caught off Kauai
Three Hanalei fishermen caught what they described as a 13-foot, 1,500-pound tiger shark Wednesday night in Hanalei Bay, roughly five miles east of where 13-year-old surf star Bethany Hamilton lost her arm to a shark last month.
Ralph Young, a Napali Coast boat tour operator, said last night that he had been trying to catch a shark for five days after it had been spotted numerous times near popular surf areas in the region.
Young said he is a friend of Bethany's father, but he was not hunting the shark for revenge or notoriety.
"This is a magnificent creature ... and I don't think it's necessary to kill all of the sharks in the islands by any means," said Young in a telephone interview. "But the way this one was patrolling and the repetition of it ... the potential for harm by this one was real strong.
"I would have felt bad if I didn't catch him."
Bethany lost her left arm just above the shoulder on Oct. 31 from what was believed to be a 14-foot tiger shark while surfing at Makua Beach, also known as Tunnels, on Kauai's North Shore.
A 17-inch bite was measured from Bethany's surfboard after the attack.
Young said he measured the mouth of the shark he and two fellow fishermen caught as 17 inches wide.
However, Young stressed that when they cut open the shark, they found nothing inside to indicate that it might have been the one that bit Bethany.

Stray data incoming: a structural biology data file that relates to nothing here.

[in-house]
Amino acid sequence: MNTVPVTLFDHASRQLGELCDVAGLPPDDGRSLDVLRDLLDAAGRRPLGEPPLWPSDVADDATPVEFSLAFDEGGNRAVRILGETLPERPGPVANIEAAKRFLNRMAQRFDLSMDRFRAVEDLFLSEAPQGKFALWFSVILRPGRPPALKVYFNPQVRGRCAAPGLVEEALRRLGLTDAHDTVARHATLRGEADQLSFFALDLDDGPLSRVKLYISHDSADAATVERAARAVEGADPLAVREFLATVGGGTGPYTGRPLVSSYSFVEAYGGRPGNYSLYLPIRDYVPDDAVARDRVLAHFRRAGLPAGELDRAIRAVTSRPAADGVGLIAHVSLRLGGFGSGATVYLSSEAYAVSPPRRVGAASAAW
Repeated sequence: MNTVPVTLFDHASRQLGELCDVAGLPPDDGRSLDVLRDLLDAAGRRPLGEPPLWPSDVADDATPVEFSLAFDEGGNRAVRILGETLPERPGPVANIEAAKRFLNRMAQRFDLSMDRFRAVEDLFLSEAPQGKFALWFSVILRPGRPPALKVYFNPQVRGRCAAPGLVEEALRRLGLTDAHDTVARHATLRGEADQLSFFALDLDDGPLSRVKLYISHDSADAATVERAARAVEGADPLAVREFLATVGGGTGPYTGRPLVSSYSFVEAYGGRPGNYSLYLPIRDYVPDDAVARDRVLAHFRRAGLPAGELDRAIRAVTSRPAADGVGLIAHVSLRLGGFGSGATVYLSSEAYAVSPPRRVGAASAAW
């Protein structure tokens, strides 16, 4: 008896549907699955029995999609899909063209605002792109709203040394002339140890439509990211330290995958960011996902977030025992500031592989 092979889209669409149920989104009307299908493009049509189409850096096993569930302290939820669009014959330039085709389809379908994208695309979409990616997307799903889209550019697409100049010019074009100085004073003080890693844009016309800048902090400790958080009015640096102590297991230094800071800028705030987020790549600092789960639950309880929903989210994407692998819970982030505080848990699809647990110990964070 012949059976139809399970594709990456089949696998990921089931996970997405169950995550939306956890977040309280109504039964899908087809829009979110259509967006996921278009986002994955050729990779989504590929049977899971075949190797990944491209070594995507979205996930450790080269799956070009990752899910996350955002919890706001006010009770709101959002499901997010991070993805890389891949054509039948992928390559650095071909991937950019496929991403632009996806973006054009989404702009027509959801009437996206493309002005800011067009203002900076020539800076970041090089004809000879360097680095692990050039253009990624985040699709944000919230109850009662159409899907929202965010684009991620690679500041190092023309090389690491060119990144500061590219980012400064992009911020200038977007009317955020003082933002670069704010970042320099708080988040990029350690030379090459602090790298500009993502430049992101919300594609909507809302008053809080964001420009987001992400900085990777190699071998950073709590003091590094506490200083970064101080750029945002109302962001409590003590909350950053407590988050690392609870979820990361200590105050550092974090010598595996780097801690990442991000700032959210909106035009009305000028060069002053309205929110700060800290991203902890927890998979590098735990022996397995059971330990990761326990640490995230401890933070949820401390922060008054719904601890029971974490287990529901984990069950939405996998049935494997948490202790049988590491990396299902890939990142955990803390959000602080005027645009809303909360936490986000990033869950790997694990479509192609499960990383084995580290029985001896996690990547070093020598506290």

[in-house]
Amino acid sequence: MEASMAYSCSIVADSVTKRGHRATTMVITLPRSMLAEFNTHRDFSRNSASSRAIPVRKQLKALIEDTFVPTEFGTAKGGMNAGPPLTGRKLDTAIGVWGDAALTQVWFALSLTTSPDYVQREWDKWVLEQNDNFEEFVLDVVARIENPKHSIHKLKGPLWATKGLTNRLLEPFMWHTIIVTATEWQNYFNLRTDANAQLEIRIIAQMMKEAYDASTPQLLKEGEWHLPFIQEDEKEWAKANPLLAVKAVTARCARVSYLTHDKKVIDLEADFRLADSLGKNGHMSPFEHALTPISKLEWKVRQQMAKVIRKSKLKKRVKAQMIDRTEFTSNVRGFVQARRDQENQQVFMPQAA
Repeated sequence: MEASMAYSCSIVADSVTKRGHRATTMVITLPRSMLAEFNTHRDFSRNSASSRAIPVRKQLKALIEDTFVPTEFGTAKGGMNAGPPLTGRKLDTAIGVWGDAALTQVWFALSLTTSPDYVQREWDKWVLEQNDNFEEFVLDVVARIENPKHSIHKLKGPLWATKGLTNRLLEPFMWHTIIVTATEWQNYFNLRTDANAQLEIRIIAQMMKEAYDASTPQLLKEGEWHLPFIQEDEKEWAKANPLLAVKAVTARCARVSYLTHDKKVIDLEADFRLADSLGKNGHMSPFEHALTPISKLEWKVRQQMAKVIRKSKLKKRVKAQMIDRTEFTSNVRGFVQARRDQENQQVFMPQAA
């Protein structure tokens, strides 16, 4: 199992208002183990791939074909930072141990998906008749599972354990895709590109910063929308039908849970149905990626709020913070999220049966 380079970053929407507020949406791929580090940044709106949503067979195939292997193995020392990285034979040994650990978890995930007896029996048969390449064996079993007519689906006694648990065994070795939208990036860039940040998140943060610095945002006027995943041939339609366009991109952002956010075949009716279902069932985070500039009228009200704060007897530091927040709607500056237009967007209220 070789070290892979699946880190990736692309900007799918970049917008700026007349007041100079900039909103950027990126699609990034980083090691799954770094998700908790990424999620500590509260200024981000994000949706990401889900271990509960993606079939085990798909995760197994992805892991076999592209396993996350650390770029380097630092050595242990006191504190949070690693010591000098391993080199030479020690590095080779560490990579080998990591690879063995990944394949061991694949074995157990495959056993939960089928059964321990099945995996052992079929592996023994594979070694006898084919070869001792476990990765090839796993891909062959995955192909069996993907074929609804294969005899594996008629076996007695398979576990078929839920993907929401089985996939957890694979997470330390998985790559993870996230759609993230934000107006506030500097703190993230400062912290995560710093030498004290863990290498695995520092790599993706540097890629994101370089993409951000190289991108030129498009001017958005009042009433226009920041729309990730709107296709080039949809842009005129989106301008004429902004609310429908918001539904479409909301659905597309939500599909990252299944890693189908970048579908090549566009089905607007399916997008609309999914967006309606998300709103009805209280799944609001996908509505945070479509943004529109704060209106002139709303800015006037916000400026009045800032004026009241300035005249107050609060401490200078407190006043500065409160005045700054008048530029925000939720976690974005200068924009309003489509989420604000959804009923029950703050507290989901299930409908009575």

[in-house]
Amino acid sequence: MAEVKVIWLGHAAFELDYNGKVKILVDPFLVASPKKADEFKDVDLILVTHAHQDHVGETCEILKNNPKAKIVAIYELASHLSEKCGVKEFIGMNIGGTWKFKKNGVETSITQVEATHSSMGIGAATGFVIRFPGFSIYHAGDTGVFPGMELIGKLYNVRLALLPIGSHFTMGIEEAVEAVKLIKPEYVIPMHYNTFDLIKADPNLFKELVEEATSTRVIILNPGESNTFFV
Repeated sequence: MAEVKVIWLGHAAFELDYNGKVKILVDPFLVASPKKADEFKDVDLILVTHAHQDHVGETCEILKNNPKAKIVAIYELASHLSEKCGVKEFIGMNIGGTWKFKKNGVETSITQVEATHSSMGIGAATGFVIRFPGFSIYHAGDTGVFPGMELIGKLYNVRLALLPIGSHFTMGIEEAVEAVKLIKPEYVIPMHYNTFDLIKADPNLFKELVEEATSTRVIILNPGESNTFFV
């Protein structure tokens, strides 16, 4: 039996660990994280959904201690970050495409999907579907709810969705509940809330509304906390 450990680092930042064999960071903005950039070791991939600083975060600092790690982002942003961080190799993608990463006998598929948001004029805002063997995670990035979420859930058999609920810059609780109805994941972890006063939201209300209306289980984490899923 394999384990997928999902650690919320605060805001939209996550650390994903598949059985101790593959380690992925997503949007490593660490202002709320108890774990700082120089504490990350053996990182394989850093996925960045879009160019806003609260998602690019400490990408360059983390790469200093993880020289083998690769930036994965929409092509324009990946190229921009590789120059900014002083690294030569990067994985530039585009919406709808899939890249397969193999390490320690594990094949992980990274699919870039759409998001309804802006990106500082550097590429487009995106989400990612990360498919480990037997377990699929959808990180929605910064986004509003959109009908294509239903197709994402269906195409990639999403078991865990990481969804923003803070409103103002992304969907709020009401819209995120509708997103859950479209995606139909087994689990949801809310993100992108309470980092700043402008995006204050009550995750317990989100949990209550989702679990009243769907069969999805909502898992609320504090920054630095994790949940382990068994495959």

"She had a watch, I believe. And a chunk of the surfboard could have been there, but we found nothing," he said.
"I would say the bite is the only similarity. The fin described by the lifeguards is also similar to the fin on this shark. There's a connection there but that's a rough description."
Young said he first laid out what he called a "shark rig" five nights ago, consisting of heavy cable, a 20-inch hook and a 6-foot gray shark as bait. That night, he said, the shark took the bait but got away, bending the hook straight while doing so.
Though there were some close calls after that, he said it was not until Wednesday night that the shark finally "made a mistake."
"We found him about 50 feet from the surf break," he said.
"Even Bethany's dad (Tom Hamilton) doesn't want everyone to go out and start killing sharks," Young said. "But everyone should be aware that they're notorious for being in Hanalei in the months of October and November -- especially surfers and parents of surfers."
Hanalei firefighters said a tourist showed them pictures of the shark that the fishermen had caught.
Young said that after gutting the shark and removing its jaw, they disposed of the carcass at sea.
Bethany underwent two surgeries while being treated at Wilcox Memorial Hospital. According to a family Web site (www.bethanyhamilton.com), she left the hospital last week and is recovering and spending time with her family.